A landmark climate case brought against the federal government by 21 children and young adults has survived the highest-level attempt by the Trump administration to block the lawsuit.
On Monday, the Supreme Court unanimously refused to throw out the case, saying it can go ahead as planned. The decision comes after the Justice Department went to the high court earlier this month in a last-ditch effort to have the case thrown out.
The landmark lawsuit, which seeks to compel the government to preserve a clean atmosphere, argues that the government is violating its obligation to future generations by not doing so.
In Monday’s decision — which came less than two weeks after the administration filed its request — the court rejected the administration’s attempt to block any further legal action, stating, “the government’s request for relief is premature and is denied without prejudice.”
In what legal experts have called groundbreaking climate litigation, the lawsuit seeks to hold the federal government accountable for its role in perpetuating climate change. A final decision could shape the future of climate litigation for years to come.
The case can now proceed to trial. It is currently scheduled for October 29 but this date could be pushed depending on how discovery goes.
The decision comes after a similar request by the administration to the Ninth Circuit Court of Appeals in March to have the case dismissed. This request was also rejected last week.
“This decision should give young people courage and hope that their third branch of government, all the way up to the Supreme Court, has given them the green light to go to trial in this critical case about their unalienable rights,” said Julia Olson, executive director and chief legal counsel of Our Children’s Trust and co-counsel for youth plaintiff.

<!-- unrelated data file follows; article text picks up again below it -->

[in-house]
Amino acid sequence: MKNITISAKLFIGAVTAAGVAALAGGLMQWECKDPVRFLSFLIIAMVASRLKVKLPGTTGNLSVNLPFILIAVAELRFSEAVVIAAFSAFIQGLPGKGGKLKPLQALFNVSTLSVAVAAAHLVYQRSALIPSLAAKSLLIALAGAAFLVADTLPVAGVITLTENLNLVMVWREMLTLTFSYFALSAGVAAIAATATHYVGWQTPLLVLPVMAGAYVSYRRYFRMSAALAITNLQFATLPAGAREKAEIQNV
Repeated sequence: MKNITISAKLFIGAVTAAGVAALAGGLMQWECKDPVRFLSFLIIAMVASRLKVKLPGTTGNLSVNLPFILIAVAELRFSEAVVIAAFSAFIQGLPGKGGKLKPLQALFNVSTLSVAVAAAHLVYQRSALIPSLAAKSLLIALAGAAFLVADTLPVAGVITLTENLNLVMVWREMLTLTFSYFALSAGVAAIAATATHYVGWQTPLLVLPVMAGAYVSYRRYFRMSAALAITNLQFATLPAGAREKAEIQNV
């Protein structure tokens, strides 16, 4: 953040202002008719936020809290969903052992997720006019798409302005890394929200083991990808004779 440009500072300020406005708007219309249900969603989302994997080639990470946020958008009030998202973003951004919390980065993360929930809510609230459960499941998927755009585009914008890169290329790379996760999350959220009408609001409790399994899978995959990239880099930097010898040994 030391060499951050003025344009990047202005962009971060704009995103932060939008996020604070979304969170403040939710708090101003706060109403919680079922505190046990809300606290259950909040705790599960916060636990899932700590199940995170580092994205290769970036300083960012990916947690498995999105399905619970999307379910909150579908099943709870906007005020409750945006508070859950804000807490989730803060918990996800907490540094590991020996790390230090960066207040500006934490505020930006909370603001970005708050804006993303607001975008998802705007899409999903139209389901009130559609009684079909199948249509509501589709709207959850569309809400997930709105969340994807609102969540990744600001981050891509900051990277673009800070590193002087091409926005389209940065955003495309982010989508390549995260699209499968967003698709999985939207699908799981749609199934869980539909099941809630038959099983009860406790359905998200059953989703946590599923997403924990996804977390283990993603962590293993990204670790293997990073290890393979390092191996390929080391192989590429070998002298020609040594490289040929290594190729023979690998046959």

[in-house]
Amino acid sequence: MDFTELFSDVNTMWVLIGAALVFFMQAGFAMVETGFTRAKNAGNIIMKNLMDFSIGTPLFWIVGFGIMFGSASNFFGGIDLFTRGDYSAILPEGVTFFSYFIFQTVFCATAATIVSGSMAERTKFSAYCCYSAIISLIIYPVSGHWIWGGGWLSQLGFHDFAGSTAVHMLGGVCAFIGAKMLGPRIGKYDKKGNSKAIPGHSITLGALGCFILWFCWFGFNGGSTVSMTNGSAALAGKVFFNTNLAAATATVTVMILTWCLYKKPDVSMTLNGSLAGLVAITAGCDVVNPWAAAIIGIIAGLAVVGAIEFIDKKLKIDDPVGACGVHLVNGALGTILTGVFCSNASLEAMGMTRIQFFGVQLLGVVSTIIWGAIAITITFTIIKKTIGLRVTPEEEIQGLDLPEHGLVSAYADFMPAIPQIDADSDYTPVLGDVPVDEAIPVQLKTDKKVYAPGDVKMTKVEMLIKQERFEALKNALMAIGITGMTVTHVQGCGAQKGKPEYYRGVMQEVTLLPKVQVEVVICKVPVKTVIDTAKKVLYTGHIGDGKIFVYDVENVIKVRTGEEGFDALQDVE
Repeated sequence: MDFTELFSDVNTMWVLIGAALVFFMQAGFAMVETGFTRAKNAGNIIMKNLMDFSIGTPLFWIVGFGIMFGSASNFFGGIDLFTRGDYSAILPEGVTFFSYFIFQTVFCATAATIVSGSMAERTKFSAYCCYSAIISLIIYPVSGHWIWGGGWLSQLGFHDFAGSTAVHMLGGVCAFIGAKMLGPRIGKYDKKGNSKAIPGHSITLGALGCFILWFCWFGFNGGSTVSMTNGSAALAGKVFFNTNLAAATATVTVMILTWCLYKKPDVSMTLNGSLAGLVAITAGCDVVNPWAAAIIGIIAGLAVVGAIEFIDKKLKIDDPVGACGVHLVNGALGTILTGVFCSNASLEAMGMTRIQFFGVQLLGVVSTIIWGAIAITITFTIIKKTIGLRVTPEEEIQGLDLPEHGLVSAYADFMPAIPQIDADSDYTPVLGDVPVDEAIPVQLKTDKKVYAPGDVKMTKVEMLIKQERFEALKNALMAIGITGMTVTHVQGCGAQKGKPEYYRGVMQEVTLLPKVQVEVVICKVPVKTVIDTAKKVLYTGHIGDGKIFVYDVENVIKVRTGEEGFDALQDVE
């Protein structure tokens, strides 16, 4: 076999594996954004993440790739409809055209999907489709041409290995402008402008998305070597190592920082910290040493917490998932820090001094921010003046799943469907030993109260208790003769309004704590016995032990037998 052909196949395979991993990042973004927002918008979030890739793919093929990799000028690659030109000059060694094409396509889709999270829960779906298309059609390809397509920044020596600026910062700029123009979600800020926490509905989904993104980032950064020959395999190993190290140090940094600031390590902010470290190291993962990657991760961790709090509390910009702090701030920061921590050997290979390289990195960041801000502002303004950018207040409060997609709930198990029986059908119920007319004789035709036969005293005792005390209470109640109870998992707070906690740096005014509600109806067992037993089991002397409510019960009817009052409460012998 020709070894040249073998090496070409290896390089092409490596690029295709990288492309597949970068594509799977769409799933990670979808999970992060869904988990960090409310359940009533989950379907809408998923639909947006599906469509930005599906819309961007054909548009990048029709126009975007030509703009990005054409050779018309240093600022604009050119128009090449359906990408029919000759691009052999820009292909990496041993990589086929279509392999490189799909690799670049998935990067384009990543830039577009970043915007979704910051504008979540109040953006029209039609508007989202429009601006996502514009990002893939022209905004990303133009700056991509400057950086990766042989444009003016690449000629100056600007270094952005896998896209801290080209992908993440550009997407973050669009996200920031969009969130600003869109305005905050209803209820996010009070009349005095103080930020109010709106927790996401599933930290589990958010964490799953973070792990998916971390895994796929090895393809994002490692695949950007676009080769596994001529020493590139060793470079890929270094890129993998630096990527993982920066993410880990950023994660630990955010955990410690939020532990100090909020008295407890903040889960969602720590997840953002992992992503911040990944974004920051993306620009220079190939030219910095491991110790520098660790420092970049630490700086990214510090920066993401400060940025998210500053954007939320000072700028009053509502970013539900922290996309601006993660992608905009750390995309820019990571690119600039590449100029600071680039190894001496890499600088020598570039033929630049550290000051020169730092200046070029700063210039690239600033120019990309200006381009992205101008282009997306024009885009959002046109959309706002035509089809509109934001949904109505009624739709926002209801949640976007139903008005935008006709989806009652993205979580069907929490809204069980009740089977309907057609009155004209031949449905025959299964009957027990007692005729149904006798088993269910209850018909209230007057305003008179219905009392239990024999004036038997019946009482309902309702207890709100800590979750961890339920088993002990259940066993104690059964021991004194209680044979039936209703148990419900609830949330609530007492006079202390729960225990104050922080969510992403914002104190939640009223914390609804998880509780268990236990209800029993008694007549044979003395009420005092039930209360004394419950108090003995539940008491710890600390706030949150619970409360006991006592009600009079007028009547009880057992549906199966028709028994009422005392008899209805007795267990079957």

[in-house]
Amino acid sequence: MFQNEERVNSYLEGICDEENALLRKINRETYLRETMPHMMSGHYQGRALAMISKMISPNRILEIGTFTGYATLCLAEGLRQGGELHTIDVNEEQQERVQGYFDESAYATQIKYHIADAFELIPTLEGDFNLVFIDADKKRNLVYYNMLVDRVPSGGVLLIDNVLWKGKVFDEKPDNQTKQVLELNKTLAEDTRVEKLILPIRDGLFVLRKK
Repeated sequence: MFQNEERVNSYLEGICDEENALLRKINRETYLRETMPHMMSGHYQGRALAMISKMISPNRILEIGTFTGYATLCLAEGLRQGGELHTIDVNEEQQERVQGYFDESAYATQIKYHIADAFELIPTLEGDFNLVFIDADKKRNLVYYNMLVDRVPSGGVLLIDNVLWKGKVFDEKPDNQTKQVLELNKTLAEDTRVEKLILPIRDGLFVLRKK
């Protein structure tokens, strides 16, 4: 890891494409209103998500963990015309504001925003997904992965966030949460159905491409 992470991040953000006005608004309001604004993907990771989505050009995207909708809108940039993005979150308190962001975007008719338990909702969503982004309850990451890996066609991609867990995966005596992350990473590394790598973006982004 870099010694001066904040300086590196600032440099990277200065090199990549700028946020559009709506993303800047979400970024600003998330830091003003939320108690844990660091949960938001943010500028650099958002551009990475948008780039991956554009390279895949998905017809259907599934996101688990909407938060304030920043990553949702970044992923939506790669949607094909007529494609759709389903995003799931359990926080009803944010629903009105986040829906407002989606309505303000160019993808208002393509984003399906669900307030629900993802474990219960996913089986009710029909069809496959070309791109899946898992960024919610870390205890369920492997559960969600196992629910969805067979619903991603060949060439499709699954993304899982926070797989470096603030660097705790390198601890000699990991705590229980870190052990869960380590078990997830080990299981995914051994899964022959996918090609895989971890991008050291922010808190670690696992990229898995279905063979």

The climate lawsuit, brought by nonprofit organization Our Children’s Trust, was first filed in August 2015 against the Obama administration. In January 2017, the Trump administration was named as a defendant in the case.
The lawsuit uses a legal theory known as atmospheric trust litigation, which argues the government must hold certain common elements such as rivers or shorelines, and in this case, the atmosphere, for public use. By failing to protect and preserve a clean atmosphere for future generations — by promoting fossil fuels, for instance — the lawsuit argues that the government is violating its obligation to the public trust.
Since it was first introduced nearly three years ago, the case has survived numerous attempts by government to have it dismissed.
In its decision Monday afternoon, the Supreme Court said “the breadth of [the lawsuit’s] claims is striking.” It ordered the District Court in Oregon — where the trial will take place — to take the federal government’s “concerns into account in assessing the burdens of discovery and trial.” In its court filing, the government had argued that the process of discovery was too burdensome.
“I am so grateful that the Supreme Court has recognized the importance of this trial and allowed our case to proceed,” Jacob L., a 21-year-old plaintiff from Roseburg, Oregon, said in a statement.
“The scientific evidence linking the U.S. government’s actions and policies to climate change impacts like wildfire and droughts that harm us youth must be presented before our country’s justice system in its entirety to ensure that our rights may be protected.”